OK, so the headline of this story reads like the title of a bad sci-fi novel, but for Donna Speron and her husband, who stayed at a Holiday Inn Express in Burlington, Wash., it was an unfortunate reality.
When they checked into their room at the Holiday Inn, they noticed a little problem with the bathroom.
“My husband noticed prior to taking a shower that the bathtub insert had a hole within it,” she says. “He thought it was odd that they had given him a room in disrepair but it didn’t stop him from using the shower, so he didn’t complain about it or concern himself with it.”
He should have. A few weeks later, the couple received their credit card bill.
“Along with the room charge was an additional miscellaneous charge on Sept. 26, 4 days after our stay, of $500,” she says. “We had no prior notification of such charges from the hotel.”
The Speron’s story is a teaching moment for anyone who plans to stay in a hotel this summer. But it is also an unfortunate tale of corporate intransigence that happens too often in the travel industry.
When they circled back with the Holiday Inn, a manager confirmed that the $500 charge was for the tub.
“My husband explained that this damage was done prior to his occupying the room, but the manager simply stated that he did not have funds for this type of repair, and that we were responsible,” she says. “He agreed to discount the charge to $300, but later denied making such a statement, which was equally disturbing.”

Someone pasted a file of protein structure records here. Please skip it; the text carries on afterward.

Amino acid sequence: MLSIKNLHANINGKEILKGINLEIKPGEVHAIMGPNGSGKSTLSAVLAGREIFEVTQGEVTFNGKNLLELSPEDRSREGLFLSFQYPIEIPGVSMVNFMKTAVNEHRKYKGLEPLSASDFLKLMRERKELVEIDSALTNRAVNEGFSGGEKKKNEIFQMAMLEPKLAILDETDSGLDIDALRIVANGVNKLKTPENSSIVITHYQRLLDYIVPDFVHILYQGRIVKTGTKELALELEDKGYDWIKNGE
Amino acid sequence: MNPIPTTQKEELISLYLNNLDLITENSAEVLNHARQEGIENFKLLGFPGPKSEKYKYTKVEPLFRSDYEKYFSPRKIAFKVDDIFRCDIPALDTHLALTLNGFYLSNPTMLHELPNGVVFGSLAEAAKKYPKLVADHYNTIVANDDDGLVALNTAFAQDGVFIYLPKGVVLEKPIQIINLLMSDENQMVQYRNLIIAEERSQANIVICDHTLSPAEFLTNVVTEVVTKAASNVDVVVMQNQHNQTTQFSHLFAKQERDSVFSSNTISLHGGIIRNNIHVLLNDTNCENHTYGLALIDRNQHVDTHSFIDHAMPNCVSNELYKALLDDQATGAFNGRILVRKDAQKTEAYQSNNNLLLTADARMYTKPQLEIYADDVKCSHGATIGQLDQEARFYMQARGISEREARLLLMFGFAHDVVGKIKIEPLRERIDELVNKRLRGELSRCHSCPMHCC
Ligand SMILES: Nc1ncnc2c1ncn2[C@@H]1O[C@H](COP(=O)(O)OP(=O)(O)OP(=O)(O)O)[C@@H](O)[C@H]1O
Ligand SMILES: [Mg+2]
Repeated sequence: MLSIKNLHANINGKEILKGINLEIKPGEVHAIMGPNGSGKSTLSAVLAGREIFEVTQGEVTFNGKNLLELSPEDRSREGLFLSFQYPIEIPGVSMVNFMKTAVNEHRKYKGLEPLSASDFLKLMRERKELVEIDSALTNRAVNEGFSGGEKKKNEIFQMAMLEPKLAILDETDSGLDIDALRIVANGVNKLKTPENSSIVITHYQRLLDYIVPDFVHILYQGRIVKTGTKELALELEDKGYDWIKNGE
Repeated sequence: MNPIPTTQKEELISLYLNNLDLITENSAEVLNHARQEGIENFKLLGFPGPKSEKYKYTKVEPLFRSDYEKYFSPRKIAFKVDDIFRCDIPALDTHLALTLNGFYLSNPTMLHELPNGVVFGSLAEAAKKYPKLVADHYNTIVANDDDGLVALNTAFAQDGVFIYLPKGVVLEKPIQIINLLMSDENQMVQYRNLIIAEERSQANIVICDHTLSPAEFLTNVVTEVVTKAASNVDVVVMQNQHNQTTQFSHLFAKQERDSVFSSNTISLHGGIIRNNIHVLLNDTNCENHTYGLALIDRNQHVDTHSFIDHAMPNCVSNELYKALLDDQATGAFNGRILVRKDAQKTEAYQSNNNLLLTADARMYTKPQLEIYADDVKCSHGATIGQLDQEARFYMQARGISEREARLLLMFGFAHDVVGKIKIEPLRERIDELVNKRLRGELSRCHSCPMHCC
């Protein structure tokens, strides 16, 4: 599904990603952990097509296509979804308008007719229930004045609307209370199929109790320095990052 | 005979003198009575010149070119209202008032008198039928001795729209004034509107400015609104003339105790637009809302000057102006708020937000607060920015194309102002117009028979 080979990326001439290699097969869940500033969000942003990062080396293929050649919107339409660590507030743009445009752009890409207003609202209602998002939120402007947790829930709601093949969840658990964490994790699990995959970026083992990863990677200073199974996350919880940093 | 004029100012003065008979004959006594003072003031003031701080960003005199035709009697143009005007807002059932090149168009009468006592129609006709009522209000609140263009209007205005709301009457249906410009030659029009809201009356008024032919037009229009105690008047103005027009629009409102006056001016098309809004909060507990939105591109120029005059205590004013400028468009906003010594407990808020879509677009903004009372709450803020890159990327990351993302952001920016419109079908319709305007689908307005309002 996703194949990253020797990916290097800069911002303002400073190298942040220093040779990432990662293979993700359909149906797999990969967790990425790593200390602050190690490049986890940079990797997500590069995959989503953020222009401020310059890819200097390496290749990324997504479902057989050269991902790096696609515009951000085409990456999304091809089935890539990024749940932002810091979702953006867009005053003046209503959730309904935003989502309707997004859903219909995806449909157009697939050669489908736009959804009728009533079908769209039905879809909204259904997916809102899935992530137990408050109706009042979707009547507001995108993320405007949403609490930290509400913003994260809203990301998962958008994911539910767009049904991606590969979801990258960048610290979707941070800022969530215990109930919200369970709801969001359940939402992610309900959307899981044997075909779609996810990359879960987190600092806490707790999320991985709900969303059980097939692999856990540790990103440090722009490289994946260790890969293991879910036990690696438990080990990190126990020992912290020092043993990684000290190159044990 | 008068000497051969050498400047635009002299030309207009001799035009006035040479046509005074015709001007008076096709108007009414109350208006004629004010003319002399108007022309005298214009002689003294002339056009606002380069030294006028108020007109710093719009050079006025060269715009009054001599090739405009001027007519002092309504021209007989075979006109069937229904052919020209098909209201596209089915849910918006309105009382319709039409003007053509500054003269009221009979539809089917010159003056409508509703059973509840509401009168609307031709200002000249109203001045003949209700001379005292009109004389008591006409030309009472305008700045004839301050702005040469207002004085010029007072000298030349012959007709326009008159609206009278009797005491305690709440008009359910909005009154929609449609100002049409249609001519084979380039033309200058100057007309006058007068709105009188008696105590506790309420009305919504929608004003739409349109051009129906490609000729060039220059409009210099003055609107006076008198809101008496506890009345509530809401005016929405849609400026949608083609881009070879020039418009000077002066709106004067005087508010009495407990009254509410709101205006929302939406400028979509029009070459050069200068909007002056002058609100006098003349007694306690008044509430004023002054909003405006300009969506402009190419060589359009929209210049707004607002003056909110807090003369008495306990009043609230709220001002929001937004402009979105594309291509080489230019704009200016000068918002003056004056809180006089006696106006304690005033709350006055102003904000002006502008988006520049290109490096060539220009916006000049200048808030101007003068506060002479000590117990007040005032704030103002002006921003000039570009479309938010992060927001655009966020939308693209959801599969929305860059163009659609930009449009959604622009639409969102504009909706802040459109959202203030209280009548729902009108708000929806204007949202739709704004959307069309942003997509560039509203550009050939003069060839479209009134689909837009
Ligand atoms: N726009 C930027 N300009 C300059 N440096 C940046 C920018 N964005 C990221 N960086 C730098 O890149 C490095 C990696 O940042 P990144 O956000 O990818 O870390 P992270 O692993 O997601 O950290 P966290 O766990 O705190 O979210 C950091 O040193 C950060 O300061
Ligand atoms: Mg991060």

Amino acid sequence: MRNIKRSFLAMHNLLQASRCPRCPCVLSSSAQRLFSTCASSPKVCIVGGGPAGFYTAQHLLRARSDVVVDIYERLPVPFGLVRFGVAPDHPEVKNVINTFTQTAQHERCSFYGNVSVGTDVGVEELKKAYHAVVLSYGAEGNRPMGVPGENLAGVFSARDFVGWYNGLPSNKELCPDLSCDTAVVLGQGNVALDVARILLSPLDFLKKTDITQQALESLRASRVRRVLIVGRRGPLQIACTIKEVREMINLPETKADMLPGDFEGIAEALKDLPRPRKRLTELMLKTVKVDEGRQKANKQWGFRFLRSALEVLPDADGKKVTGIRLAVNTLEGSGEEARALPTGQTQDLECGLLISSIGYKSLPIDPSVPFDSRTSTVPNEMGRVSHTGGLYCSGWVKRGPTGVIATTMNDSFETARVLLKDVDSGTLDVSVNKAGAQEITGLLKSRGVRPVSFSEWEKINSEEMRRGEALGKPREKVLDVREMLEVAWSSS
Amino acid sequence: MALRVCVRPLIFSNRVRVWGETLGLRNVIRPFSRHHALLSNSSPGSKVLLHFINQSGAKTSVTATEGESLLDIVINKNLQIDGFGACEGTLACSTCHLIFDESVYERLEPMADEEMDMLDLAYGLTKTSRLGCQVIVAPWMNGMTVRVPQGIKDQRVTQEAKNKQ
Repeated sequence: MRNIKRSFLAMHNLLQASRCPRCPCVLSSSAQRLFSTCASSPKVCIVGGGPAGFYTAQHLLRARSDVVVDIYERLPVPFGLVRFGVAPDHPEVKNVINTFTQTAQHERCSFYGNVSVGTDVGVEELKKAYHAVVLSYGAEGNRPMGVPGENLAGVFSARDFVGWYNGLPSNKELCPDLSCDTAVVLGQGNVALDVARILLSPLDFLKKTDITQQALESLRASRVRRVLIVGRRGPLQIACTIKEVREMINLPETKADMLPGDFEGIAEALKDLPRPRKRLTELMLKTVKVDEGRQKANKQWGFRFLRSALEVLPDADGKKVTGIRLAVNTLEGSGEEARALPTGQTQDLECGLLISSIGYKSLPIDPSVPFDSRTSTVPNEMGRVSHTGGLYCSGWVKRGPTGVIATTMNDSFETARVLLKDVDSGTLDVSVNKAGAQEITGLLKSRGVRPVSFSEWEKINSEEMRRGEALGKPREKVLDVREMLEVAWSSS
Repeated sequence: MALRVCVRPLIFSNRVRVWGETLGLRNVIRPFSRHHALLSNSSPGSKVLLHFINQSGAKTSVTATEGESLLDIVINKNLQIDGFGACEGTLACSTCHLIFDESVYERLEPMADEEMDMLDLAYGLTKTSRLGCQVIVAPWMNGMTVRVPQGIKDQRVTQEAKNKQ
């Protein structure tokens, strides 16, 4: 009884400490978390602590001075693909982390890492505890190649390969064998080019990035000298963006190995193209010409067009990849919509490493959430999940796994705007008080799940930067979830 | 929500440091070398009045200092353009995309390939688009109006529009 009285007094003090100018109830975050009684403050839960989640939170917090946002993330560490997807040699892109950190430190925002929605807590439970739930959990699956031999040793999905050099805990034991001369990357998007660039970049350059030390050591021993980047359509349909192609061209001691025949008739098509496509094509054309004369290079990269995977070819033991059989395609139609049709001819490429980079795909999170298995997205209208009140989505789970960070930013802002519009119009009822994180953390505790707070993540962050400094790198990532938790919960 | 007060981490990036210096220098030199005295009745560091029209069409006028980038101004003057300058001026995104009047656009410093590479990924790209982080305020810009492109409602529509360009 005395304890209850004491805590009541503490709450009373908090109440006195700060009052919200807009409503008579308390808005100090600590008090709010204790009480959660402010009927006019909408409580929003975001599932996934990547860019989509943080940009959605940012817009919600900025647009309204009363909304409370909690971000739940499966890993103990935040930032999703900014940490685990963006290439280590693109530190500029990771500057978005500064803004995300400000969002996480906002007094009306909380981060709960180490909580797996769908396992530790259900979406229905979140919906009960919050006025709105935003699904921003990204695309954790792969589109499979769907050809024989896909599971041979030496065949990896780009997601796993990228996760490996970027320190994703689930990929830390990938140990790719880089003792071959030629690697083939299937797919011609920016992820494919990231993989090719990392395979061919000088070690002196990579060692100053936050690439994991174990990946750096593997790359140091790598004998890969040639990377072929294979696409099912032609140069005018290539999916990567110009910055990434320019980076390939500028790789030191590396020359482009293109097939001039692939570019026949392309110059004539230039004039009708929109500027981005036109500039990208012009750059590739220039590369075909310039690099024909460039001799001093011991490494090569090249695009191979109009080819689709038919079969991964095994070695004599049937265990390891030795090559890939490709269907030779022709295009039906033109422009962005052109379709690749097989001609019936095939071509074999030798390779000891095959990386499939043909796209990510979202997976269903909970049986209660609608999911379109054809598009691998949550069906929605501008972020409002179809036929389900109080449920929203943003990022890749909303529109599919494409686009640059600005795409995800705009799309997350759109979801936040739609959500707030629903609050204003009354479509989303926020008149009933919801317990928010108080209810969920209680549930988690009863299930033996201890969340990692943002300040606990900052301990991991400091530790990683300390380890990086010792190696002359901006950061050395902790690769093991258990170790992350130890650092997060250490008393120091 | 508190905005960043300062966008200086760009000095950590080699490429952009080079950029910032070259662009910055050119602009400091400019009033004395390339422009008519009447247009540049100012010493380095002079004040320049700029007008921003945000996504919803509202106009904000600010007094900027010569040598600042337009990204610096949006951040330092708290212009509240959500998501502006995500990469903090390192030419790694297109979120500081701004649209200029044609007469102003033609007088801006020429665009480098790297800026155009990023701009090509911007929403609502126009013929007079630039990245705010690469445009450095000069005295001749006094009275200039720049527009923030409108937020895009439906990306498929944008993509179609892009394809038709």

Here’s what should have happened when the Sperons checked in: When they saw the damaged tub, they should have called the front desk to report it. They should have taken pictures of the damage on their phone, asked for a different room, and specifically addressed this with a manager when they checked out.
In other words, they should have mentioned the damage to a manager at check-out, shown a manager the photos and asked for assurances that they wouldn’t get a $500 “miscellaneous” charge.
Of course, Holiday Inn’s housekeepers should have reported the damage as soon as they saw it (don’t they clean the tubs?) and resolved this before the guest checked out — not days afterwards, with a mysterious $500 charge.
Also, Shouldn’t Speron be entitled to some kind of work invoice before getting a charge on her card?
Did Speron damage the tub? I don’t know. Is she responsible for the damage? Maybe. But the hotel can’t just add an arbitrary charge to their bill without some kind of documentation.
I contacted Holiday Inn in January, asking it to take another look at this case. It acknowledged my email and promised to look into it. It was followed by two months of radio silence. I contacted Holiday Inn twice again in late February, and my contact simply ignored my requests.
I had all but given up on this case, but decided to follow up with Speron one final time. Last I heard, she had decided to dispute her credit card charges, so I wanted to find out if there was at least some hope for a refund.
Turns out that corporate Holiday Inn had taken care of the problem — quietly. After my inquiry, a corporate liaison based in Salt Lake City contacted her and refunded the $500. He also made arrangements to have corporate Holiday Inn pay the franchisee in Washington for the alleged damage, she says.